Godzilla and the Bullet Train: Technology and Culture in Modern Japan

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Course Description

This course explores how and why Japan, a late-comer to modernization, emerged as an industrial power and the world's second-richest nation, notwithstanding its recent difficulties. We are particularly concerned with the historical development of technology in Japan especially after 1945, giving particular attention to the interplays between business, ideology, technology, and culture. We will discuss key historical phenomena that symbolize modern Japan as a technological power in the world; specific examples to be discussed in class include, kamikaze aircraft, the Shinkansen high-speed bullet train, Godzilla, and anime.

Course Requirements

Attendance in all class sessions is expected. As this is a seminar course, students are expected to be prepared for and to participate in discussion, either planned or impromptu. Readings for each session should be completed before the discussion on that unit begins, so pace yourself throughout the semester. A list of questions to discuss in class will be provided in advance. By the end of the course, students are expected to develop the ability to think critically about cultural issues of historical interest and importance in the history of technology within a non-Western context. Students are also expected to gain basic factual knowledge of Japanese history, and be able to reach informed conclusions about factual information regarding technology and culture in Japan.

During the semester, all students are required to make two presentations, each of about 15-minutes' duration. The subjects and dates will be determined by the student in consultation with the professor. Further instructions on these presentations, short papers, and weekly readings will be provided later.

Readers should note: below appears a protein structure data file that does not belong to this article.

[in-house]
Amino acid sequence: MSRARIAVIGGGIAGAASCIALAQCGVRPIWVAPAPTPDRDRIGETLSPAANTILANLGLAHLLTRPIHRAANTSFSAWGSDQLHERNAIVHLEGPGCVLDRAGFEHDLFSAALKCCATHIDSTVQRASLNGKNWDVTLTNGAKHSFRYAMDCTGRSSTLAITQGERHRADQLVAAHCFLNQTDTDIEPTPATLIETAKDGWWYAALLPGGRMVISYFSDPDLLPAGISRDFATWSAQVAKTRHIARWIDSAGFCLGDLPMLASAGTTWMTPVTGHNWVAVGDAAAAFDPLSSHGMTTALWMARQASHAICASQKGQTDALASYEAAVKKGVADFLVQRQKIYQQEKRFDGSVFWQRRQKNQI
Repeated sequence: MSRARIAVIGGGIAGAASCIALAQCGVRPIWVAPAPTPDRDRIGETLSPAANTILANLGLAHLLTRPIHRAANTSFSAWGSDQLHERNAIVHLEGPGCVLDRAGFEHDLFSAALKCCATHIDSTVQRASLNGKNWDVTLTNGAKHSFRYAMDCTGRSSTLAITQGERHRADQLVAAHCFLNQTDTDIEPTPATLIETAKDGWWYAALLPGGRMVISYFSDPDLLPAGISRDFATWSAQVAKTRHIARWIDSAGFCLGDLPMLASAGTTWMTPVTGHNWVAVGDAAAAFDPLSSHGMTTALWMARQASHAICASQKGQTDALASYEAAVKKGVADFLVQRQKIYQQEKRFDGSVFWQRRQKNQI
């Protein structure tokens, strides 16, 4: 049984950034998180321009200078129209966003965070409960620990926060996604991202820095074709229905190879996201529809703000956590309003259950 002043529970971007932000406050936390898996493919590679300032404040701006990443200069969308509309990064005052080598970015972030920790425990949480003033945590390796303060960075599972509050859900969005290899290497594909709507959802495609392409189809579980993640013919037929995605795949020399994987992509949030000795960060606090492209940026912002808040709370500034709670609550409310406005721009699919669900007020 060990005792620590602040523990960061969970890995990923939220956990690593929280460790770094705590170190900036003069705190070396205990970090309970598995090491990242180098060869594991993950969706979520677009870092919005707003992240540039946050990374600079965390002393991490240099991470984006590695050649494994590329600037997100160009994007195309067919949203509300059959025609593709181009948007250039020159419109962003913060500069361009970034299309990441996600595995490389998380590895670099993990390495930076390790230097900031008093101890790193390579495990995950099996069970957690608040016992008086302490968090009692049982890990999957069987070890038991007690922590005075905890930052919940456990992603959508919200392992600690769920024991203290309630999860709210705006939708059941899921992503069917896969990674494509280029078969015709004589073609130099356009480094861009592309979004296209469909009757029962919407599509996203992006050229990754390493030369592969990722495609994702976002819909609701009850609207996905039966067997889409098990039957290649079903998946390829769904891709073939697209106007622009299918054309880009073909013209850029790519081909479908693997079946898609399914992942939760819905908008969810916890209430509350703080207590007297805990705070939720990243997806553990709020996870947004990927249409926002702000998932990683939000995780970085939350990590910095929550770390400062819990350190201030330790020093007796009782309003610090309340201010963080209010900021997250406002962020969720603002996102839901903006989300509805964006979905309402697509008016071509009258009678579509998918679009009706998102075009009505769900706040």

Course Meeting Times

Lectures: 1 session / week, 2 hours / session



  • 1 Introduction: Understanding Japan
  • 2 Reading Maps and Defining Technology Brief in-class presentation
  • 3 Tokugawa Japan, 1600-1868 Paper 1 due
  • 4 Meiji Japan, 1868-1911
  • 5 Imperialism, Technology, and Business Paper 2 due
  • 6 Kamikazation of Japan, 1937-1945
  • 7 Postwar Japan I, 1945-73
  • 8 Symbol of Postwar Japan: Godzilla
  • 9 Symbol of Postwar Japan: The Shinkansen Bullet Train
  • 10 Postwar Japan II, 1973-Present
  • 11 Symbol of Postwar Japan: Anime
  • 12 Japan in the "West"
  • 13 Review: Technology and Culture in Modern Japan

Grading Policy

ACTIVITIES PERCENTAGES Short Papers 20% Presentation I 25% Presentation II 25% Attendance 30%


This page presents the full reading list for this class as well as a calendar of the reading assignments for each lecture.

Required Texts

  • Bring the State Back in the Global/Genomic World: Racial Difference and the Transforming States of Japan, Taiwan and Singapore (PDF) (Courtesy of Dr. Wen-Hua Kuo. Used with permission.)
  • Bartholomew, James R. The Formation of Science in Japan: Building a Research Tradition. New Haven, CT: Yale University Press, 1989. ISBN: 9780300042610.
  • Blackford, Mansel G. The Rise of Modern Business in Great Britain, the United States,and Japan. Chapel Hill, NC: The University of North Carolina Press, 1998. ISBN: 9780807847329.
  • Cusumano, Michael A. The Japanese Automobile Industry: Technology and Management at Nissan and Toyota. Cambridge, MA: Harvard University Press, 1989. ISBN: 9780674472563.
  • Dower, John W. Embracing Defeat: Japan in the Wake of World War II. New York, NY: W.W. Norton, 1999. ISBN: 9780393046861.